Hectic days make light blogging 
When I have teach logic to one or two hundred students, the class is in one the university's lecture centers. All the LCs have digital projectors, so I can put up tables and charts as needed. Mostly I work through examples which I adapt on the fly, however, so I use the board.

The old lecture centers, which I have used in the past, have actual chalkboards. Admittedly, the fluorescent strip lights over the chalkboards do not all work. Some have graffiti recording the date many years ago when they broke down: no mere dead bulb, but bent and twisted fixtures.

This semester, I'm in a lecture center with new whiteboards and strip lights. The functioning lights make it feel less like a post-apocalyptic movie from the 70s, but I hate the whiteboards. To be precise, I hate whiteboard markers. There is no way to tell by looking at one whether it will write well enough to be seen at the back of the room. It is not enough to test it as I leave the office, either, because a marker that is just fine now may go all ghostly after a few lines of scribbling.

Yesterday, both of the markers I brought went wispy. So I sent my TA back to department to fetch more and muddled along until he got back. He handed me two black markers. One was a whiteboard marker, which got me through the rest of the hour. The other was a permanent marker that had been in the drawer of office supplies. He was in a hurry and grabbed the markers that he could find, and luckily I noticed - but that could have gone horribly wrong. My examples are not so witty that I want them to be tattooed on the board for the weeks it woudl take for someone to come in with marker solvent.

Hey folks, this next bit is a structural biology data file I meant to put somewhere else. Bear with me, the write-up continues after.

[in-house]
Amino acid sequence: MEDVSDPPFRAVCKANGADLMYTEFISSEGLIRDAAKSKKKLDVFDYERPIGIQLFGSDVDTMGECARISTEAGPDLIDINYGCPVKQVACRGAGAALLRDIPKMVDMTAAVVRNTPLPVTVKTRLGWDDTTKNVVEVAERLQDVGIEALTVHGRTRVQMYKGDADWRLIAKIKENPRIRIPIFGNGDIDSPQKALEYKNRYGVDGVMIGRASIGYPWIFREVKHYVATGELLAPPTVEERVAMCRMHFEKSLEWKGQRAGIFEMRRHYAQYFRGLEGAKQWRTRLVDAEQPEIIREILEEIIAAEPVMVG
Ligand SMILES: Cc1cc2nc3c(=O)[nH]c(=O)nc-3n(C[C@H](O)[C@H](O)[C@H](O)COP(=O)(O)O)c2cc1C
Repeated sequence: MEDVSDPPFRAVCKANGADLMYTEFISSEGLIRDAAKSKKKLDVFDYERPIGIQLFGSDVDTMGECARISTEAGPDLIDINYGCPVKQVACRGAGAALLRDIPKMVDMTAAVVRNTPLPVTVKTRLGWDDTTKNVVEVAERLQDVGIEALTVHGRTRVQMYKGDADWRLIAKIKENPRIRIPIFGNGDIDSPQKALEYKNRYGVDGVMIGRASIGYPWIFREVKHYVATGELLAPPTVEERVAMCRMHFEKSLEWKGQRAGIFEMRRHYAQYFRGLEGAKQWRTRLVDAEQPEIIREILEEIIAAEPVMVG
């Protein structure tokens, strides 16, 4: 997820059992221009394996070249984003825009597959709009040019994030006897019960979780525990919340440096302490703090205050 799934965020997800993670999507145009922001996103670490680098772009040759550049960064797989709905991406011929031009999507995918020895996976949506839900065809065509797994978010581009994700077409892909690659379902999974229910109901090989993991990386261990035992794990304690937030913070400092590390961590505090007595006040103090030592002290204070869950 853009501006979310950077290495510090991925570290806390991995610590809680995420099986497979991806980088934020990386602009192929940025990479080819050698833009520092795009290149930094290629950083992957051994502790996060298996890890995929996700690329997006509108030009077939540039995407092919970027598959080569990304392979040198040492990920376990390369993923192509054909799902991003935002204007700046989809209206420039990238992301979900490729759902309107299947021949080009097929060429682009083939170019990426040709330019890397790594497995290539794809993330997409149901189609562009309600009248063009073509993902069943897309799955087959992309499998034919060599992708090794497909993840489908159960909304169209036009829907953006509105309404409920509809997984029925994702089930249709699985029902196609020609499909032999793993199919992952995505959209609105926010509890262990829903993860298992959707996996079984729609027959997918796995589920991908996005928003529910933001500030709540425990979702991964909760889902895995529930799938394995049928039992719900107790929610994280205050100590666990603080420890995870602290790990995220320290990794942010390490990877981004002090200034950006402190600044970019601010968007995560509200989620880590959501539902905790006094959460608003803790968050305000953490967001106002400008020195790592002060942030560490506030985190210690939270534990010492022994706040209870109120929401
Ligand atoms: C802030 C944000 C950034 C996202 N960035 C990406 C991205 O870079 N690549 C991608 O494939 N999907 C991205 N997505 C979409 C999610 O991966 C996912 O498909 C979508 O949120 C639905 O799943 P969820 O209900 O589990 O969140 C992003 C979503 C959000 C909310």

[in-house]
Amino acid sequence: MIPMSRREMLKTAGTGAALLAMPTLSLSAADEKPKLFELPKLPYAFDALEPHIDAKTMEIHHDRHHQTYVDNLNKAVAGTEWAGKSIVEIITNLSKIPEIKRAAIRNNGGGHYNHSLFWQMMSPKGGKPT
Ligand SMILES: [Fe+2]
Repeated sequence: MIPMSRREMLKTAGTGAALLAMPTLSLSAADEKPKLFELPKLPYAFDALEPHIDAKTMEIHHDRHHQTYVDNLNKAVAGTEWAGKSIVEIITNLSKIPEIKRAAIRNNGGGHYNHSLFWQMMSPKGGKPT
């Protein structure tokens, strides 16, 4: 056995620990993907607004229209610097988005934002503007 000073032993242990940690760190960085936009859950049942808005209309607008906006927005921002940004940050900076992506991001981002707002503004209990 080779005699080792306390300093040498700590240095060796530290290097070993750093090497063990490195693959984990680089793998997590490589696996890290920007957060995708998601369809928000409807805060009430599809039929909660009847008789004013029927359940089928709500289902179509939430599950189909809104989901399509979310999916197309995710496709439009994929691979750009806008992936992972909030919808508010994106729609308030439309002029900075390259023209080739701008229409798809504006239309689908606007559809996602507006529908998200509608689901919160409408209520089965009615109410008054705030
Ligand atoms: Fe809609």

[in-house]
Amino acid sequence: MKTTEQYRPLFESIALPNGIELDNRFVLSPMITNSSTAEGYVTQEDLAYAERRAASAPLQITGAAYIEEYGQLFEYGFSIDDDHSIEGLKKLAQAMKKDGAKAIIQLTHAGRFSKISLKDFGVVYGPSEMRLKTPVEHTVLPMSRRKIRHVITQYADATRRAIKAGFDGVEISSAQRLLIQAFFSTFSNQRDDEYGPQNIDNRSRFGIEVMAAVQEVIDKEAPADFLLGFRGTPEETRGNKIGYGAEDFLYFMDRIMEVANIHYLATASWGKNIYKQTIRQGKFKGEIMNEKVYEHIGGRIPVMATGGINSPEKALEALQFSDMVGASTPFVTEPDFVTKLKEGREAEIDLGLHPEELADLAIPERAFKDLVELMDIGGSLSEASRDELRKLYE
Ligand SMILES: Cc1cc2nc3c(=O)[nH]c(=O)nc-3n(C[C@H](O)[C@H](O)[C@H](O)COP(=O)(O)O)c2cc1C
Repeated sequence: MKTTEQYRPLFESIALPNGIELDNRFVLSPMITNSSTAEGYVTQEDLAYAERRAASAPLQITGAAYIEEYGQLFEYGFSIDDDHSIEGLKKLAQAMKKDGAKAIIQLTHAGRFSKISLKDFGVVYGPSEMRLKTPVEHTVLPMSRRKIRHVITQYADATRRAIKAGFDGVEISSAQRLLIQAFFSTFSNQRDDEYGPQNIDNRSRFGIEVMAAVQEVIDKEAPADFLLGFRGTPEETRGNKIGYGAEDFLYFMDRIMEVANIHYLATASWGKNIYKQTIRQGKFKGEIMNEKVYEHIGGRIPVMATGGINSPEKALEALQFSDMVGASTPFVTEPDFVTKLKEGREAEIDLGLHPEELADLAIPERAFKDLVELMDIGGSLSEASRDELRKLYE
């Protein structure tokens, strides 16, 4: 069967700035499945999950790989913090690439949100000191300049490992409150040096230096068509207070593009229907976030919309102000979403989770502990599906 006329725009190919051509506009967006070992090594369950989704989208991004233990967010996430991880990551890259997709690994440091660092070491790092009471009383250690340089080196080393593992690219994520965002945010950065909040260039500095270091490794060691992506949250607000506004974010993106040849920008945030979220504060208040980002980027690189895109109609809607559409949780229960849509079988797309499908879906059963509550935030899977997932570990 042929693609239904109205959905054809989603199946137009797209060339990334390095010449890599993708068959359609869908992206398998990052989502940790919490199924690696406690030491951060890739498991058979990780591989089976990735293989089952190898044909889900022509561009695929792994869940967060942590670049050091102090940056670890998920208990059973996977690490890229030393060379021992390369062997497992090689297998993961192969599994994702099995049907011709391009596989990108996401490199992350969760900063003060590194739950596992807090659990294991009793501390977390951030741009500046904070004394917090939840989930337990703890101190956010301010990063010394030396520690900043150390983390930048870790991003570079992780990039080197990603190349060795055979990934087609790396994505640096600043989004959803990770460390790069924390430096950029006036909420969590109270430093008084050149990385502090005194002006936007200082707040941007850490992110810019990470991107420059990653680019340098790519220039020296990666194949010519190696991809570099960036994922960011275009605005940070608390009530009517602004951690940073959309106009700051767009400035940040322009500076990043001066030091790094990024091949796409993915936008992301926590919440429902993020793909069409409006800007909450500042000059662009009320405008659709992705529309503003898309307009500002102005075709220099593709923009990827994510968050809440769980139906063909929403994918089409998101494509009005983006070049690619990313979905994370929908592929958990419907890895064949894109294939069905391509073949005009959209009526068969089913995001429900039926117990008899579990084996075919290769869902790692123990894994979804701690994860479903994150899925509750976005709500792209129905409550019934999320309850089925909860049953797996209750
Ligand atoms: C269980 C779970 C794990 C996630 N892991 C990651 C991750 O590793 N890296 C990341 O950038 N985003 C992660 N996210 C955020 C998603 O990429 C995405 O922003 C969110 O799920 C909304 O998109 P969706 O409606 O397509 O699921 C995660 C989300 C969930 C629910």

So I have a strong preference for the old lecture centers, with their dysfunctional lights and their chalkboards. There is a wonderful practicality about chalk. I can grab a few pieces on my way to lecture and be sure that they'll write for the whole class period. And each piece of chalk fails gracefully - rather than continuing to make spectral marks long after it's effectively dead, a nub of chalk will produce readable white lines until it is too short to hold.

Some people complain about chalk dust, which admittedly gets all over the place. I get it on my hands over the course of lecture, and from my hands it finds its way to my shirt and pants - but it washes off easily. Although whiteboard markers don't always end up on my hands and clothes, when they do it's a bad scene.

And whiteboard markers use up ink and solvent, leaving behind their plastic carcasses. So chalk is more eco-friendly. Even the boards are green.*

This all makes me feel like a curmudgeon. Should I have waited until tenure before getting so crotchety?

* This is a joke, but I suspect that chalk is less resource intensive. If you actually know about this, say something in the comments.

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